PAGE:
Sources: The Library of Congress Country Studies; CIA World Factbook
Although 90 percent of the country is within the tropical zone, the climate of Brazil varies considerably from the mostly tropical North (the equator traverses the mouth of the Amazon) to temperate zones below the Tropic of Capricorn (23°27' S latitude), which crosses the country at the latitude of the city of São Paulo. Brazil has five climatic regions--equatorial, tropical, semiarid, highland tropical, and subtropical.
Temperatures along the equator are high, averaging above 25°C, but not reaching the summer extremes of up to 40°C in the temperate zones. There is little seasonal variation near the equator, although at times it can get cool enough for wearing a jacket, especially in the rain. At the country's other extreme, there are frosts south of the Tropic of Capricorn during the winter (June-August), and in some years there is snow in the mountainous areas, such as Rio Grande do Sul and Santa Catarina. Temperatures in the cities of São Paulo, Belo Horizonte, and Brasília are moderate (usually between 15°C and 30°C), despite their relatively low latitude, because of their elevation of approximately 1,000 meters. Rio de Janeiro, Recife, and Salvador on the coast have warm climates, with average temperatures ranging from 23°C to 27°C, but enjoy constant trade winds. The southern cities of Porto Alegre and Curitiba have a subtropical climate similar to that in parts of the United States and Europe, and temperatures can fall below freezing in winter.
Precipitation levels vary widely. Most of Brazil has moderate rainfall of between 1,000 and 1,500 millimeters a year, with most of the rain falling in the summer (between December and April) south of the Equator. The Amazon region is notoriously humid, with rainfall generally more than 2,000 millimeters per year and reaching as high as 3,000 millimeters in parts of the western Amazon and near Belém. It is less widely known that, despite high annual precipitation, the Amazon rain forest has a three- to five-month dry season, the timing of which varies according to location north or south of the equator.
High and relatively regular levels of precipitation in the Amazon contrast sharply with the dryness of the semiarid Northeast, where rainfall is scarce and there are severe droughts in cycles averaging seven years. The Northeast is the driest part of the country. The region also constitutes the hottest part of Brazil, where during the dry season between May and November, temperatures of more than 38°C have been recorded. However, the sertão , a region of semidesert vegetation used primarily for low-density ranching, turns green when there is rain. Most of the Center-West has 1,500 to 2,000 millimeters of rain per year, with a pronounced dry season in the middle of the year, while the South and most of the Atlantic coast as far north as Salvador, Bahia, in the Northeast, have similar amounts of rainfall without a distinct dry season.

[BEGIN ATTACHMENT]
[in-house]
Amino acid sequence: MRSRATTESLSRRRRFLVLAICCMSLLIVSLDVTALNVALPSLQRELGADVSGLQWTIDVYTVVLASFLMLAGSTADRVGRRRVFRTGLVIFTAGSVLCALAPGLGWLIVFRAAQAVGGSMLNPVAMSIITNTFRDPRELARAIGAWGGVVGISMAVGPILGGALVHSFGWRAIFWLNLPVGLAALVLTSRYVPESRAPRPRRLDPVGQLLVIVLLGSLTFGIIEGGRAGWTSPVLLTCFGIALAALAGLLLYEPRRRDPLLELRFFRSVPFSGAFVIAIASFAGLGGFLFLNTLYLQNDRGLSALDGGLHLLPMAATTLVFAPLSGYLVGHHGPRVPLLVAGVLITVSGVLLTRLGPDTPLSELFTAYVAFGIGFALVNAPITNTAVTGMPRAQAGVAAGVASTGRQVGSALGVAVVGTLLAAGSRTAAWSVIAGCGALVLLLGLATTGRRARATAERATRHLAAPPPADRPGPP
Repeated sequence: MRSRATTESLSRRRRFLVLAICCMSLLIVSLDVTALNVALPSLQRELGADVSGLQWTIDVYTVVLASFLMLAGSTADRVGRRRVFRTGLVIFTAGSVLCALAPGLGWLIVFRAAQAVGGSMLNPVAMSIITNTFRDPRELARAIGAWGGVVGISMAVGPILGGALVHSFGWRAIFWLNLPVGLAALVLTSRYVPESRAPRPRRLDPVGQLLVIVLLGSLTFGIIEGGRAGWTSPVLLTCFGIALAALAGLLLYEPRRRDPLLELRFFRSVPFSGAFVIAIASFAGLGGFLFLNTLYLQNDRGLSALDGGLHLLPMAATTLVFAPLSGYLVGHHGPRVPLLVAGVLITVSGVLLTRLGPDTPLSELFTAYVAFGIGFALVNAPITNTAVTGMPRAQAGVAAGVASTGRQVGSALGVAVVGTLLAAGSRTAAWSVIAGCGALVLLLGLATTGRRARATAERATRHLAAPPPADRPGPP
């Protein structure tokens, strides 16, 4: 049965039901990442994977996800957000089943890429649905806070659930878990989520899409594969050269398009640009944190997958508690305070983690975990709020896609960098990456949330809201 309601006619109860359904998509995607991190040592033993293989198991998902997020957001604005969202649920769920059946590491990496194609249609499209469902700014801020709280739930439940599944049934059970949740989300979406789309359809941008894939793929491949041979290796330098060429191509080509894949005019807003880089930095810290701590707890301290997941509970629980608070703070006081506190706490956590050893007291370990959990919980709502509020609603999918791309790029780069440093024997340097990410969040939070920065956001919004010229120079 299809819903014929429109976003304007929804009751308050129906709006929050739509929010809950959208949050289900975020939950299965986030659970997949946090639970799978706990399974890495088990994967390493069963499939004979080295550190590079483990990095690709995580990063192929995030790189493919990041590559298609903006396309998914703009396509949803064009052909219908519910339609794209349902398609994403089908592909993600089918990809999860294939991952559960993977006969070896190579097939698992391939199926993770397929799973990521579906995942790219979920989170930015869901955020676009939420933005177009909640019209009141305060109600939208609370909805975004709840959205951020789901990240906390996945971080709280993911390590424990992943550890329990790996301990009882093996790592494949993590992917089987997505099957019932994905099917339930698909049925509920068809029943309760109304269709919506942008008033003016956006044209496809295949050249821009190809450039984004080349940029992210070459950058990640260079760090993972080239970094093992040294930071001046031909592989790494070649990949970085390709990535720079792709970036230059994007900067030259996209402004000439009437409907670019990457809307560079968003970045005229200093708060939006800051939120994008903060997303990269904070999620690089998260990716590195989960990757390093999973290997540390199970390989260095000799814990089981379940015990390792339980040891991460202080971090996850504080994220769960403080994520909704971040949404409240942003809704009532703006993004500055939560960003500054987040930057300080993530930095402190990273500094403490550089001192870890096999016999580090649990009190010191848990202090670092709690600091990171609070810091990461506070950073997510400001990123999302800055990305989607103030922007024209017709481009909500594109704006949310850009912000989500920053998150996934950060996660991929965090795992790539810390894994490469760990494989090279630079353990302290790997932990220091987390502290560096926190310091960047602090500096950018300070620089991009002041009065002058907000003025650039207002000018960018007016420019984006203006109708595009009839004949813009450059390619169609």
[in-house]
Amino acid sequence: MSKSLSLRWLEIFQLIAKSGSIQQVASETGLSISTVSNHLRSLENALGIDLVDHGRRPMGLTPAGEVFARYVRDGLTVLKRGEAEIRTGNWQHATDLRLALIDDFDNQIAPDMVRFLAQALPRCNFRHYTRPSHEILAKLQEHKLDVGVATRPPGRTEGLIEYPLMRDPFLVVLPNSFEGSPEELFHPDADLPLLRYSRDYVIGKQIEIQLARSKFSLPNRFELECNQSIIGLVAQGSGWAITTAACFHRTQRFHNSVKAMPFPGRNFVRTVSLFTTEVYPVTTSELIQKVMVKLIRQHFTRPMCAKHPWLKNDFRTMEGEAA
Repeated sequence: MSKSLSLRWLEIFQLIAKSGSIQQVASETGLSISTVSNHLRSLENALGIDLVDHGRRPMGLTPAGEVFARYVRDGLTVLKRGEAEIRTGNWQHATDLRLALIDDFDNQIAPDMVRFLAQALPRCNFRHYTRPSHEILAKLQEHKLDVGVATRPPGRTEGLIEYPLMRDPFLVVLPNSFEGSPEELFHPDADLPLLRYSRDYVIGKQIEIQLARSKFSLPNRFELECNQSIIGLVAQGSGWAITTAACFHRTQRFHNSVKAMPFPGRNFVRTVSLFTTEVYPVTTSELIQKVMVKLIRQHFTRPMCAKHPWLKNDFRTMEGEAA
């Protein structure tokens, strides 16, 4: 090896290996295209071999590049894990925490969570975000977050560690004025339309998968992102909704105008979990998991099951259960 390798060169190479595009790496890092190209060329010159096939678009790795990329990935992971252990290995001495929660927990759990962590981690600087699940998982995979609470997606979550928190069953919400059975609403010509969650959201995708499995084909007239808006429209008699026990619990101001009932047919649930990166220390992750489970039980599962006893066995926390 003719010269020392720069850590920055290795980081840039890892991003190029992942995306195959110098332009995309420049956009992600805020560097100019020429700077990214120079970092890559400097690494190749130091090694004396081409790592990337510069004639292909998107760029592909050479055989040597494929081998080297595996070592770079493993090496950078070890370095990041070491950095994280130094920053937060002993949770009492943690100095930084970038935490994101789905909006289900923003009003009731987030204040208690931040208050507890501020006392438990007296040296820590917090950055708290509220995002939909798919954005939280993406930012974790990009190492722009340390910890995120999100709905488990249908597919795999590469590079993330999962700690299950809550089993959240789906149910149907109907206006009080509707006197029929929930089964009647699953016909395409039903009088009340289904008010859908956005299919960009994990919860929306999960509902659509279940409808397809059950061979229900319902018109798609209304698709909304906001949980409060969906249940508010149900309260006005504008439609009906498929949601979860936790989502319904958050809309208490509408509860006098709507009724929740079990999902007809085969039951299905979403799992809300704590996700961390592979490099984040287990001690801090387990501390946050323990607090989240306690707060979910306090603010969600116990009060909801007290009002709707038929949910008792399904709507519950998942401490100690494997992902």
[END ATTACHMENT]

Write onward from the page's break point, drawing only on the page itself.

Brazil's twenty-six states and the Federal District (Distrito Federal) are divided conventionally into five regions--North (Norte), Northeast, Southeast (Sudeste), South, and Center-West (see fig. 4). In 1996 there were 5,581 municipalities (municípios ), which have municipal governments. Many municipalities, which are comparable to United States counties, are in turn divided into districts (distritos ), which do not have political or administrative autonomy. In 1995 there were 9,274 districts. All municipal and district seats, regardless of size, are considered officially to be urban. For purely statistical purposes, the municipalities were grouped in 1990 into 559 micro-regions, which in turn constituted 136 meso-regions. This grouping modified the previous micro-regional division established in 1968, a division that was used to present census data for 1970, 1975, 1980, and 1985.
Each of the five major regions has a distinct ecosystem. Administrative boundaries do not necessarily coincide with ecological boundaries, however. In addition to differences in physical environment, patterns of economic activity and population settlement vary widely among the regions. The principal ecological characteristics of each of the five major regions, as well as their principal socioeconomic and demographic features, are summarized below.
Data as of April 1997
NOTE: The information regarding Brazil on this page is re-published from The Library of Congress Country Studies and the CIA World Factbook. No claims are made regarding the accuracy of Brazil Climate information contained here. All suggestions for corrections of any errors about Brazil Climate should be addressed to the Library of Congress and the CIA.